Registration of Legal Entities 

In the Kyrgyz Republic legal entities obtain the respective status upon their state registration with the Ministry of Justice of the Kyrgyz Republic. 

State registration of the establishment or liquidation of a legal entity is performed free of charge within 10 business days from the date on which an application with all supporting documentation is submitted to the registering authority. 

Should a legal entity be founded by a foreign entity, the following documentation has to be submitted to the relevant justice bodies: 

(i) Application for registration; 

(ii) Charter and founding agreement of the newly established legal entity approved by its founders’ meeting; 

(iii) Minutes of the founders’ meeting on establishment of the legal entity, approval of its charter and founding agreement, and appointment of managerial bodies; 

(iv) Documents proving the location of the legal entity (such as a lease agreement, an agreement on gratuitous use of premises, or an official letter); 

(v) Legalized copies of founding documents of a foreign legal entity that acts as a founder of the new legal entity, with a notarized translation into the national or official language; 

(vi) A legalized extract from a registry or another document proving that the foreign legal entity is an operating legal entity subject to legislation of its country, with a notarized translation into the national or official language. 

Should a legal entity be founded by a foreign individual, instead of the last two documents on the above list, a copy of passport or other ID (with the visa term specified in cases where the foreign citizen resides within the Kyrgyz Republic) shall be submitted with a notarized translation into the national or official language.

Business Re-Organization and Restructuring 

Reorganization of a legal entity (consolidation, merger, division, separation, and transformation) may be performed by the decision of its founders/participants, by the decision of the body of the legal entity duly authorized by founding documents, or, in the case of banks, finance and crediting institutions (or other institutions for which the only permissible activity is the activity provided by their license) by decision of an authorized government body. 

To restrict monopoly, legislation may provide for cases and procedures of mandatory restructuring of for-profit organizations subject to judicial procedure. 

A consolidation of legal entities presupposes that the rights and obligations of each entity participating in the consolidation are transferred to the newly established legal entity according to a transfer deed.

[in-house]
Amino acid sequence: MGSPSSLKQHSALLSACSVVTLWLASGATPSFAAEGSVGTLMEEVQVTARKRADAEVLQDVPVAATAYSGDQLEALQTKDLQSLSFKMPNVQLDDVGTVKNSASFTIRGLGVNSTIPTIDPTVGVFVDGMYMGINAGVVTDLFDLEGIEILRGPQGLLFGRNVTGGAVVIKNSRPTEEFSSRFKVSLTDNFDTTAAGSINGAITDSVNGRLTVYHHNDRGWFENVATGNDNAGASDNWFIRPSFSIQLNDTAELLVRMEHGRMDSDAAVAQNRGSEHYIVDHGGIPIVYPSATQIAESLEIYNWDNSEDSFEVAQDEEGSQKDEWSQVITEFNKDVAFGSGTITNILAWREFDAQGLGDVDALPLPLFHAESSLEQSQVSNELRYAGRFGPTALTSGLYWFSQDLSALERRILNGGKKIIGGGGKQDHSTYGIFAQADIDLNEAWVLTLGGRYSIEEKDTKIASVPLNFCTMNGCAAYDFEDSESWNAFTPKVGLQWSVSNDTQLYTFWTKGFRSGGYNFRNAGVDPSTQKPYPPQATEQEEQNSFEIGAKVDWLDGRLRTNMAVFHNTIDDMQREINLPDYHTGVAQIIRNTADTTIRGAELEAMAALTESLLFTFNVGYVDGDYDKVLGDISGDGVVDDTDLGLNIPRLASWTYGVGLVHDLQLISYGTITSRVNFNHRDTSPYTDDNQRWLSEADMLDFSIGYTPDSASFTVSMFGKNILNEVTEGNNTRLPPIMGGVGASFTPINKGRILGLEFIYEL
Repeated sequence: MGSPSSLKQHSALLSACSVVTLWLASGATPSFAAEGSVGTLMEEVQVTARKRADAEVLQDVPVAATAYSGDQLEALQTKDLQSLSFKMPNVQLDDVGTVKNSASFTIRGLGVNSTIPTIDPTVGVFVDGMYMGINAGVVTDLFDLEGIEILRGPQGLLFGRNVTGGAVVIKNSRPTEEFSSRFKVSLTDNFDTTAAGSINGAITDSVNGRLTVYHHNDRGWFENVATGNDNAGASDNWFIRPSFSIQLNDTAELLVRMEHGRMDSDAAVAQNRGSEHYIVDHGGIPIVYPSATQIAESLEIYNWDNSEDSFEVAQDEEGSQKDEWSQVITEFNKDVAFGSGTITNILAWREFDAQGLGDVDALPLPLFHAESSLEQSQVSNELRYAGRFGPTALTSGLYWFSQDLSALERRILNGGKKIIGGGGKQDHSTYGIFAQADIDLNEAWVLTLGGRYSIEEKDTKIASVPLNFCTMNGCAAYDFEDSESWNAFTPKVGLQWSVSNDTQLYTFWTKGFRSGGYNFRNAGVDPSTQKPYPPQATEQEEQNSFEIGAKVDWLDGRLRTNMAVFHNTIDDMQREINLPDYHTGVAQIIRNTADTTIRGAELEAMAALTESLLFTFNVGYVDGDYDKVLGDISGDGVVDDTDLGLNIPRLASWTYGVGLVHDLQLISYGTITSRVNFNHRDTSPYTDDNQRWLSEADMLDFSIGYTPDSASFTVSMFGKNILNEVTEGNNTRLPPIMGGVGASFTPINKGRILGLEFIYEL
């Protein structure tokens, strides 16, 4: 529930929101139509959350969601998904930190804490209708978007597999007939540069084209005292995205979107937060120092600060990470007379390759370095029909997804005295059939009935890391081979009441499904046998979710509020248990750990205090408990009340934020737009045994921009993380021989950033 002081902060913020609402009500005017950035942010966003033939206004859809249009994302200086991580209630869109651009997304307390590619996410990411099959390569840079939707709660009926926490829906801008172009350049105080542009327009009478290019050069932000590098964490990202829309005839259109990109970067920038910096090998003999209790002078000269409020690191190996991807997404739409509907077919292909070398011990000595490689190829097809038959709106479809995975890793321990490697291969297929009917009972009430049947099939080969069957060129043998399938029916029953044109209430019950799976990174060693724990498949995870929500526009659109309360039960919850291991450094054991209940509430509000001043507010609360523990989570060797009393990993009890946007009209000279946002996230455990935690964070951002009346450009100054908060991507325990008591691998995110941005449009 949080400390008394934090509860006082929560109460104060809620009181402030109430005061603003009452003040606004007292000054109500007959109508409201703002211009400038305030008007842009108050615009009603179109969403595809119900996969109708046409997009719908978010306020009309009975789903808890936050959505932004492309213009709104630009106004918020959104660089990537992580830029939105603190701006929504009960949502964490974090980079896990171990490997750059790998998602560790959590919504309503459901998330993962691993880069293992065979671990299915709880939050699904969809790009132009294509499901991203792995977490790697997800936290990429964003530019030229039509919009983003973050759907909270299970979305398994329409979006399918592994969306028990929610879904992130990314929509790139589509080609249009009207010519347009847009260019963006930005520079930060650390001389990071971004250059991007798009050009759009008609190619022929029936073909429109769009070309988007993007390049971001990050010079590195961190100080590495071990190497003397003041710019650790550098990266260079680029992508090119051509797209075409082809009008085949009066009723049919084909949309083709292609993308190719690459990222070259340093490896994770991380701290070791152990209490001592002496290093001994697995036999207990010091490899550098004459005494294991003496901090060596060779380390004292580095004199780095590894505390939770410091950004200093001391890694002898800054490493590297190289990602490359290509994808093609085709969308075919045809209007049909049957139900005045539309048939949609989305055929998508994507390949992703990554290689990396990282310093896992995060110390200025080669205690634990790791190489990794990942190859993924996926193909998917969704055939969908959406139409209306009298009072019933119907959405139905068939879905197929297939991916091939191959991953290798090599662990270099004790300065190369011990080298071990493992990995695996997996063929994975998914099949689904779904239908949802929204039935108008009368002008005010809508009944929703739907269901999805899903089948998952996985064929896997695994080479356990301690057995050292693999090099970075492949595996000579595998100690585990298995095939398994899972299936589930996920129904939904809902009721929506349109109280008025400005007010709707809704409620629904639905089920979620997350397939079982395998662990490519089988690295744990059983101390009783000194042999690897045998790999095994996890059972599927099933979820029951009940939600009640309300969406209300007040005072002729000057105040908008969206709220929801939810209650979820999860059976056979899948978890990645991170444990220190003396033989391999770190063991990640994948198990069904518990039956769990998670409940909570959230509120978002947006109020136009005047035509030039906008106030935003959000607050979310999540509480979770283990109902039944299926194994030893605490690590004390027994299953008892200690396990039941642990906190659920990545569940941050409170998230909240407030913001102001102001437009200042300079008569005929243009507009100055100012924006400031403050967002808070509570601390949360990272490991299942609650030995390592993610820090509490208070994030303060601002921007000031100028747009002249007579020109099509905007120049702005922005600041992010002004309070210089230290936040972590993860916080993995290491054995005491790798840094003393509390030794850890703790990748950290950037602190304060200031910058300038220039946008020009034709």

A merger of a legal entity with another legal entity presupposes that the acquiring entity obtains the rights and obligations of the entity acquired according to a transfer deed. 

A division of a legal entity presupposes that its rights and obligations are transferred to the newly established legal entities according to a division balance sheet. 

A separation of one or more legal entities from the original legal entity presupposes that rights and obligations of the legal entity reorganized are being transferred to each of the entities according to a separation balance sheet. 

In the case of transformation of a legal entity of a given type into a legal entity of another type (change in the organizational legal form of the entity), rights and obligations of the restructured legal entity are transferred to the newly established legal entity according to a transfer deed. 

A transfer deed and a division/separation balance sheet are required for reorganization of a legal entity. They must contain provisions on legal successorship with respect to all liabilities of the legal entity reorganized. The transfer deed and division/separation balance sheet shall be approved by founders/participants of the legal entity or the authority that has taken the decision to reorganize, and shall be submitted together with the founding documents for state registration of the newly established legal entities or for amendment of the founding documents of existing legal entities. 

In the case of restructuring a legal entity, its founders must inform its creditors in writing about the restructuring. 

According to the legislation of the Kyrgyz Republic, in the cases of business entity reorganization specified in the anti-monopoly legislation of the Kyrgyz Republic, consent of the anti-monopoly authority of the Kyrgyz Republic is required for reorganization. 

Closure of a Business 

Liquidation of a legal entity entails cessation of its activities without transfer of its rights and obligations to any other persons. 

A legal entity may be liquidated